Jihan Abdalla | The Washington Post
25 August 2009
Fresh dates and chicken soup were served up at dusk on the sidewalk in the well-heeled suburb of Sheik Jarrah this week, as the evicted Palestinian al-Ghawi family spent another night camped outside their former home.
Their stone house in Arab east Jerusalem, in a district of consulates and trendy restaurants, is now home to Jewish settlers, who moved in as they were being kicked out on Aug 2.
The furniture and belongings of the seven-member family were tossed on the street. Their neighbor offered shelter.
But the al-Ghawis refuse to give up and go away. On the third day of Ramadan, when the world’s one billion Muslims fast from dawn to dusk, they gathered with a group of supporters for the traditional evening meal.
Eaten exactly at dusk to break a day of fasting, iftar — Arabic for breakfast — is usually a home-cooked meal eaten inside the home.
The al-Ghawis had takeout, on the sidewalk.
Israel annexed East Jerusalem after the 1967 Middle East war, a move never recognized internationally. Some 200,000 Jews now live here, alongside about 250,000 Palestinians.
Prime Minister Benjamin Netanyahu, asserting a biblical claim to Jerusalem, has said Jews have a right to live anywhere in the city. Palestinians want East Jerusalem to be the capital of a state they hope to create in the West Bank and Gaza Strip.
The evicted families are descendants of refugees who came to the area in 1956, according to the Israeli organization Ir Amim, which monitors — and opposes — Jewish settlement in East Jerusalem.
In legal proceedings stretching back to the 1980s, Palestinians have disputed the Jewish claim in the Sheikh Jarrah neighborhood which has become a focal point of Jewish settler development plans in East Jerusalem.
Israeli police who turned the family out of their home said they were acting on eviction orders issued by an Israeli court, which had upheld a settler organization’s land ownership claim based on 19th-century documents.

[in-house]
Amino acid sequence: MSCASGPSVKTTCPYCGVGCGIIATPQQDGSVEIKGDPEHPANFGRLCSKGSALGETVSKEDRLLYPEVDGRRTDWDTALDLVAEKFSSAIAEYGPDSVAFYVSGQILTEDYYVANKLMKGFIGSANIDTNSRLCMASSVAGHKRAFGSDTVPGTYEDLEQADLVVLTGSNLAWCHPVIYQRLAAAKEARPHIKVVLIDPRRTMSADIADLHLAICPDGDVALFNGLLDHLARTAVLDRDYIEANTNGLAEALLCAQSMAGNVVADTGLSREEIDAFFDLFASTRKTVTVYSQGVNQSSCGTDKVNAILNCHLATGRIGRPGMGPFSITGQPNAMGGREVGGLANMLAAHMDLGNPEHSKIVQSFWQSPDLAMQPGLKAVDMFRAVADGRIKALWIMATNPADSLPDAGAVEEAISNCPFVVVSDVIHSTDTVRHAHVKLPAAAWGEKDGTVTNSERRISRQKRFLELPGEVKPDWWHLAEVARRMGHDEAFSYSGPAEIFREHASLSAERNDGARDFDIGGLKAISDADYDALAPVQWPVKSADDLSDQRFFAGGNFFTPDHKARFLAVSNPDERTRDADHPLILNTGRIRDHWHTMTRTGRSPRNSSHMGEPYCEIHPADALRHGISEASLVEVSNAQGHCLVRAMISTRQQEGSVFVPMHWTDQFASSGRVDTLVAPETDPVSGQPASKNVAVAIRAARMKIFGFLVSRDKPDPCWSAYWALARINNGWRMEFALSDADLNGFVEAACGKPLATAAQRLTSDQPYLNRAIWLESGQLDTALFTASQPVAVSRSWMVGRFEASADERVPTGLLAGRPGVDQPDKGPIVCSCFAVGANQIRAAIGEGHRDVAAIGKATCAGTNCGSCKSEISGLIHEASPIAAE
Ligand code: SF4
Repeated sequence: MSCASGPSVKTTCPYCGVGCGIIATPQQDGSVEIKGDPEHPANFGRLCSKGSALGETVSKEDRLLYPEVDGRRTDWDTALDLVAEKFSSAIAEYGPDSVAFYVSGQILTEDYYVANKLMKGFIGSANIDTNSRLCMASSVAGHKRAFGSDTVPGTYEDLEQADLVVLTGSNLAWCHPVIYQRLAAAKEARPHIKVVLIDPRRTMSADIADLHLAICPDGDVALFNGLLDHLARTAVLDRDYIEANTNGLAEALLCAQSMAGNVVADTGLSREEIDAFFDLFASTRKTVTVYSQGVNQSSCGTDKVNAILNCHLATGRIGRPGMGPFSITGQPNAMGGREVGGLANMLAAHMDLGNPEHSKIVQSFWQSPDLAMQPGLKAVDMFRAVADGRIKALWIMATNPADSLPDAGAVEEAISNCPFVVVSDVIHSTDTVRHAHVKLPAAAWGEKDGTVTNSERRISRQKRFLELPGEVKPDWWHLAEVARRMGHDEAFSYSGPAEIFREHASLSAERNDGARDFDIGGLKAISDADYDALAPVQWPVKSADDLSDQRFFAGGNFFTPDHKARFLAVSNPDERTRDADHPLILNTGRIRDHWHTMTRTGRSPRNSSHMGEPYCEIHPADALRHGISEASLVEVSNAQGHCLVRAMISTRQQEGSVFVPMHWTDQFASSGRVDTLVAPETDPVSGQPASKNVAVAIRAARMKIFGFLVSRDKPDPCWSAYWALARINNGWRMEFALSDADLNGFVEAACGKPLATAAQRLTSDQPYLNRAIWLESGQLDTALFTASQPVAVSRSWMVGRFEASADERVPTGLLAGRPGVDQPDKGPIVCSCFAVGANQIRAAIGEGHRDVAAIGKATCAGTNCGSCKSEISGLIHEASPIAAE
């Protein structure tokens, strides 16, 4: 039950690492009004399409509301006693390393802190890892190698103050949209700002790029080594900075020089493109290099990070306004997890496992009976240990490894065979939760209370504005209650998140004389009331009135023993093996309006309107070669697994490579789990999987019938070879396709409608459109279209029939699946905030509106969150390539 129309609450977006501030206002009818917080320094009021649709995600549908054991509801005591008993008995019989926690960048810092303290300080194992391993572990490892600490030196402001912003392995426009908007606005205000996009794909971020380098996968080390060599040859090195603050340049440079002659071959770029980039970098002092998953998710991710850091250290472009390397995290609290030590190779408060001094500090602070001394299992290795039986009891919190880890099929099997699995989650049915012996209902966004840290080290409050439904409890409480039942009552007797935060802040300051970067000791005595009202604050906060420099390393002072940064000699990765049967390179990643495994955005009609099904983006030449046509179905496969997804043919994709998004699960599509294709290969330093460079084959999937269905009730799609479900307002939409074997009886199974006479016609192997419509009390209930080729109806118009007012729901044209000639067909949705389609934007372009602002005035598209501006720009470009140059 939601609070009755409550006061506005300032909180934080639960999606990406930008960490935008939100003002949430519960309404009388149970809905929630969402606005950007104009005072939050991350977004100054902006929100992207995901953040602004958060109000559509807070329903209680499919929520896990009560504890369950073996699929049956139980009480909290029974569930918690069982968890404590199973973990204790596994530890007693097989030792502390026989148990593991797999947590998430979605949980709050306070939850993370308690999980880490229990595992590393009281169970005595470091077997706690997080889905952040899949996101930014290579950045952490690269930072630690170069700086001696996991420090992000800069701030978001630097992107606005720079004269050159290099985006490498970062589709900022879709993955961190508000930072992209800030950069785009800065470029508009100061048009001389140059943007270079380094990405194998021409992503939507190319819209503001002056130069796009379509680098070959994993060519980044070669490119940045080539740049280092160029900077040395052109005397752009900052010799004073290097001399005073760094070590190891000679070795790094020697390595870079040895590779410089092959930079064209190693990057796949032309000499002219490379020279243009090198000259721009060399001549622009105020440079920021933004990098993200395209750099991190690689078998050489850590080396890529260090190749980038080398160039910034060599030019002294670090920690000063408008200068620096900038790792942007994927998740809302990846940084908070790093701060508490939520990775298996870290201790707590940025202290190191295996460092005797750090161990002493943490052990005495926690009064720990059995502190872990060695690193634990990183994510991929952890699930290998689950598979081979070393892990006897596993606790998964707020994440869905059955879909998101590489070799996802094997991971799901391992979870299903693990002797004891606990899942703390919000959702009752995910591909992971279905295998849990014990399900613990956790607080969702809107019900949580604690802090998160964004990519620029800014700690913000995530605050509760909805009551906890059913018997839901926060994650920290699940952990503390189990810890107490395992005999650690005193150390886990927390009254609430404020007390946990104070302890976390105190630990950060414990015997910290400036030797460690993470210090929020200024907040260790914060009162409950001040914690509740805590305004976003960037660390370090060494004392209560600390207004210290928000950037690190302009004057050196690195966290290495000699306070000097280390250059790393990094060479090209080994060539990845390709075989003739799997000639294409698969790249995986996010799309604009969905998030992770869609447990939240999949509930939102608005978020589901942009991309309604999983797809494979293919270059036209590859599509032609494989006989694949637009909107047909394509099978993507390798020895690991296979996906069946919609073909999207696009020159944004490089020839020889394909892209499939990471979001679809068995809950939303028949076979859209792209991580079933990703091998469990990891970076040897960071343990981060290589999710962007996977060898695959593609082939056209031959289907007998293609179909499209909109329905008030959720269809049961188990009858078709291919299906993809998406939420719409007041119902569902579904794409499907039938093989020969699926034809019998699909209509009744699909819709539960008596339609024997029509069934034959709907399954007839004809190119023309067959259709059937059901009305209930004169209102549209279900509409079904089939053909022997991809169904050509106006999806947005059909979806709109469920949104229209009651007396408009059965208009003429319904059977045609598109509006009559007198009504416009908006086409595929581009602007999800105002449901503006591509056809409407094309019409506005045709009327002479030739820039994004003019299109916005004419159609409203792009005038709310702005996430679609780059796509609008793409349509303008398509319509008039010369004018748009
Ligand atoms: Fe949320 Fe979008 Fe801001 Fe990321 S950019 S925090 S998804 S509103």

Settlers have moved into six other buildings. Armed men guard the stone houses where settlers have hoisted Israeli flags.
Along with Israel’s demolition of what it deems illegal Palestinian homes in East Jerusalem, evictions here have become a further irritant in Israel’s relations with Washington, already strained by the dispute over Israel’s settlement activities in the occupied West Bank.
Among supporters of the evicted family on Monday evening was Rafiq al-Husseini, chief of staff of Palestinian President Mahmoud Abbas.
“We are here to make sure that they don’t have iftar on their own, that we are in full support and solidarity with them,” he told Reuters in a makeshift protest tent outside the house.
Fifteen minutes before the minaret’s call to eat, Nasser al-Ghawi set the table with packaged food, plastic silverware, and bottled water — a donation from a nearby restaurant.
The Grand Mufti of Jerusalem, Mohammed Hussein, was also present for the symbolic iftar meal and celebration.
“We would like to tell the world that we are here, yes, on the street, but we are in front of it. And we cling to our right to these homes, and we don’t accept an alternative. Eventually, justice must and will come,” he said.
Maysoon al-Ghawi, mother of five, said losing her home has changed her outlook on the future.
“Our dreams and our plans for the future have all been canceled,” she said, cradling two-year-old Sarah.
Ramadan, she said, is supposed to be a stable time for the family to spend time together, the time to buy the children promised toys, and new clothes. Instead, she must go to her neighbor’s home to bathe them and wash their clothes.
“I feel incompetent and incapable of doing anything for my children, because I have nothing left,” she said.
With summer nearly over, and school about to begin, Maysoon said she had still not bought her children’s schoolbooks.
“Where would I put them? On the street?”
(Editing by Douglas Hamilton and Charles Dick)